Auto and auto ancillaries constitute roughly 22 per cent of India’s manufacturing GDP, which is quite substantial. This sector is considered largely cyclical: when the economy is in the expansion mode, it performs well and when the economy slows down, it performs poorly. Just like housing finance has fuelled demand in the real estate sector, auto finance has spurred growth in the auto sector.
It is forecasted that automobile ownership in India will grow from 20 per 1,000 to 20 per 100 in the next two decades, which would be the fastest growth among all large economies. As India climbs the growth ladder, more and more people who own two-wheelers will migrate to four wheelers, which currently constitute 80 per cent of sales by number of vehicles. The number of two wheelers would also grow as more and more people enter the middle-class bracket. The government has initiated discussions to ban diesel vehicles older than ten years, which will ignite huge growth opportunities for the sector. The rapid speed with which the roads are being built—connecting villages, towns and cities—is good tidings for the sector. With interest rates expected to fall further, cheaper credit would further promote growth.
The geographic constraints in the form of high density of population compared with other developing countries would act as a long-term hurdle for bigger automobile penetration in India. Environment concerns are discouraging people from buying automobiles using non-renewable fuel. The revolution caused by digital technologies through taxi-hailing apps is radically changing the consumption patterns of automobiles, which could potentially threaten long-term growth by reducing the ownership of the vehicles. It would, however, bring in efficiency in utilisation and consumption of non-renewable energy resources.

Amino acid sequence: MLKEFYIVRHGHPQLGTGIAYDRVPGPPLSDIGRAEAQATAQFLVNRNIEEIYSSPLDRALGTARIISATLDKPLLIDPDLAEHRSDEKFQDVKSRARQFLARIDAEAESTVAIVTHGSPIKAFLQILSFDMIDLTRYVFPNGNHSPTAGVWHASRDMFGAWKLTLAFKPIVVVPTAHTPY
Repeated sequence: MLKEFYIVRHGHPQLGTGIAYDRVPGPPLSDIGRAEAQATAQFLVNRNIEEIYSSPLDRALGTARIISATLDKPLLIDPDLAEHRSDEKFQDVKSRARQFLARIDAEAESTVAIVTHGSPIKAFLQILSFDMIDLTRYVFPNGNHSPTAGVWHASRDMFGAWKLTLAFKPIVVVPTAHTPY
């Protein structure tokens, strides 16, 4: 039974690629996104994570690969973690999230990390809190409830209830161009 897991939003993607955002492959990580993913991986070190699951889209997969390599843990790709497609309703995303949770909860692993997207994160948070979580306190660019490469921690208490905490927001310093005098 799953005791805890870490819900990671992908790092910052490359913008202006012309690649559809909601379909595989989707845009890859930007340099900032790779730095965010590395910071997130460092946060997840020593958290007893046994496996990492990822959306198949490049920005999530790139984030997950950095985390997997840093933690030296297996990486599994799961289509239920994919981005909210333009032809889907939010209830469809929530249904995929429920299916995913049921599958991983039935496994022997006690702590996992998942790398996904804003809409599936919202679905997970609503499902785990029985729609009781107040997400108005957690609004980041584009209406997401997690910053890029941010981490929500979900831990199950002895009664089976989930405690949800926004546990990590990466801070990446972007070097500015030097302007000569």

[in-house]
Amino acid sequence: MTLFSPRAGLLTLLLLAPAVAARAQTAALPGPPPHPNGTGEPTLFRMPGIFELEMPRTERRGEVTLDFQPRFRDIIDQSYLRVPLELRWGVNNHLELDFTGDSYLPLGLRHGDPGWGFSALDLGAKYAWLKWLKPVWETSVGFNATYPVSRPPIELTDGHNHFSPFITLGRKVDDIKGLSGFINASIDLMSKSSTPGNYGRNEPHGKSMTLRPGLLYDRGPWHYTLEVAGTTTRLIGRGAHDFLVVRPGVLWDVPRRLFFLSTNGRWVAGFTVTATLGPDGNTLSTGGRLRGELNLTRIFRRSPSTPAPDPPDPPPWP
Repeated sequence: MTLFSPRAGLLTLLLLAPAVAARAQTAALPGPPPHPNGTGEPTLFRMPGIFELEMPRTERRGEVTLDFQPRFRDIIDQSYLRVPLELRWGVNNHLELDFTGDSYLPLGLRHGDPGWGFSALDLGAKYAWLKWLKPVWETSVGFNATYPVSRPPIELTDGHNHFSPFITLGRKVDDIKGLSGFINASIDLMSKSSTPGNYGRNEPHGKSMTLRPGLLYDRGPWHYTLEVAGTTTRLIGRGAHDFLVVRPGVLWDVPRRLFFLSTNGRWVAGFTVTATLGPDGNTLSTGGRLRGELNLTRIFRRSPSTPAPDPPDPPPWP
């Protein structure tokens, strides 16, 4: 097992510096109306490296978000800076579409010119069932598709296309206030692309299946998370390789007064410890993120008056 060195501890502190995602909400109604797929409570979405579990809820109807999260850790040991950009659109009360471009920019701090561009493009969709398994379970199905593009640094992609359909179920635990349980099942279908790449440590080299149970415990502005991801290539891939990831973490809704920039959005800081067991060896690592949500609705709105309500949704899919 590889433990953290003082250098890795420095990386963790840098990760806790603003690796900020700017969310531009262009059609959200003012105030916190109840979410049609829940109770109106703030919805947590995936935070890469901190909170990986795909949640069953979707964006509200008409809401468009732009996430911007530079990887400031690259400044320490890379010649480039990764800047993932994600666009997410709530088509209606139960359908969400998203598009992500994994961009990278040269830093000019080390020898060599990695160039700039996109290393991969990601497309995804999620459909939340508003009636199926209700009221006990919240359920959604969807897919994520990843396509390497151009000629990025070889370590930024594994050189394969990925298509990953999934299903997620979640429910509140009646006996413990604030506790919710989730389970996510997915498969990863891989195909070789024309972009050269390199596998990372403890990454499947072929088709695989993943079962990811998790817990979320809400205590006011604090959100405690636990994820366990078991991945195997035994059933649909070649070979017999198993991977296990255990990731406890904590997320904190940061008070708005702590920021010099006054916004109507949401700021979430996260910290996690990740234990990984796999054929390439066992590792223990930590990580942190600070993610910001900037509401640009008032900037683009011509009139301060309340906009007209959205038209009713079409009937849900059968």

Irrespective of the long term business dynamics on the ground level, markets have a different way of looking at stocks. There are sharp disparities in valuations based on the perception of growth and profitability of stocks. Since the economy is at the threshold of accelerated growth based on government spending on infrastructure and road sector, the heavy vehicles segment would see higher growth rates and therefore would attract increased demand on the stock market. The forecast of a good monsoon would drive rural consumption, which, in turn, would drive higher growth rates for the two-wheeler segment, given the fact that the base of previous year was low because of lacklustre demand caused by a subdued monsoon. This year, the reported growth will be much higher, propelling stocks of two-wheelers to new heights. Four-wheelers had great numbers in the year gone by on the back of huge incremental demand generated by people wanting to be part of taxi-hailing aggregators like Uber and Ola. This year could therefore witness a slump in demand in the four-wheeler sector because of the high-base effect.